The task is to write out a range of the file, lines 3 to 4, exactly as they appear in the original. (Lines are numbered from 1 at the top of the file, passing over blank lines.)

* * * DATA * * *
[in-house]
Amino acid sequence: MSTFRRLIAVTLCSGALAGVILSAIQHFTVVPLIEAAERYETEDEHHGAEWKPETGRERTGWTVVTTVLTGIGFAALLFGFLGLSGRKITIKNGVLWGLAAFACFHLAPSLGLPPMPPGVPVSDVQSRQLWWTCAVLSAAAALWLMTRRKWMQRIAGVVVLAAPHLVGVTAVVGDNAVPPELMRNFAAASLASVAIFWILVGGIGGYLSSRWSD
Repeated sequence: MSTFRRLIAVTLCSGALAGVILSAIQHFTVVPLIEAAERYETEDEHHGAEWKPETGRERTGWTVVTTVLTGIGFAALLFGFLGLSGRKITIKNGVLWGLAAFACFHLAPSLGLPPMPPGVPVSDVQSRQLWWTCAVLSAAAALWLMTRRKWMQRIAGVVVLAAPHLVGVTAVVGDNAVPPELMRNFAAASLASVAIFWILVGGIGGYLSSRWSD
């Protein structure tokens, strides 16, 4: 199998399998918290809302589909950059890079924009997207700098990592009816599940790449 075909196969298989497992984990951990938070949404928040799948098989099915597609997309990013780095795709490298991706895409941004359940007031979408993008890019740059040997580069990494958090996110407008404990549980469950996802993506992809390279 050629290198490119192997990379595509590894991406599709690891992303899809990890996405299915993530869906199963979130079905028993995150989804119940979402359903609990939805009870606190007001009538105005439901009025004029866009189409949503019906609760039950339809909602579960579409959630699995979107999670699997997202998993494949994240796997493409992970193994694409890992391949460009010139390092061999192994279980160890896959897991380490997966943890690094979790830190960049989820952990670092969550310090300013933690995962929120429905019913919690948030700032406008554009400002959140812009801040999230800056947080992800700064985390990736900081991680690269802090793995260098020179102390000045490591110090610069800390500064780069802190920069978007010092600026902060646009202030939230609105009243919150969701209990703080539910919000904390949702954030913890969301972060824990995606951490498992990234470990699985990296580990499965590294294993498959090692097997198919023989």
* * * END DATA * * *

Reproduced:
Repeated sequence: MSTFRRLIAVTLCSGALAGVILSAIQHFTVVPLIEAAERYETEDEHHGAEWKPETGRERTGWTVVTTVLTGIGFAALLFGFLGLSGRKITIKNGVLWGLAAFACFHLAPSLGLPPMPPGVPVSDVQSRQLWWTCAVLSAAAALWLMTRRKWMQRIAGVVVLAAPHLVGVTAVVGDNAVPPELMRNFAAASLASVAIFWILVGGIGGYLSSRWSD
């Protein structure tokens, strides 16, 4: 199998399998918290809302589909950059890079924009997207700098990592009816599940790449 075909196969298989497992984990951990938070949404928040799948098989099915597609997309990013780095795709490298991706895409941004359940007031979408993008890019740059040997580069990494958090996110407008404990549980469950996802993506992809390279 050629290198490119192997990379595509590894991406599709690891992303899809990890996405299915993530869906199963979130079905028993995150989804119940979402359903609990939805009870606190007001009538105005439901009025004029866009189409949503019906609760039950339809909602579960579409959630699995979107999670699997997202998993494949994240796997493409992970193994694409890992391949460009010139390092061999192994279980160890896959897991380490997966943890690094979790830190960049989820952990670092969550310090300013933690995962929120429905019913919690948030700032406008554009400002959140812009801040999230800056947080992800700064985390990736900081991680690269802090793995260098020179102390000045490591110090610069800390500064780069802190920069978007010092600026902060646009202030939230609105009243919150969701209990703080539910919000904390949702954030913890969301972060824990995606951490498992990234470990699985990296580990499965590294294993498959090692097997198919023989």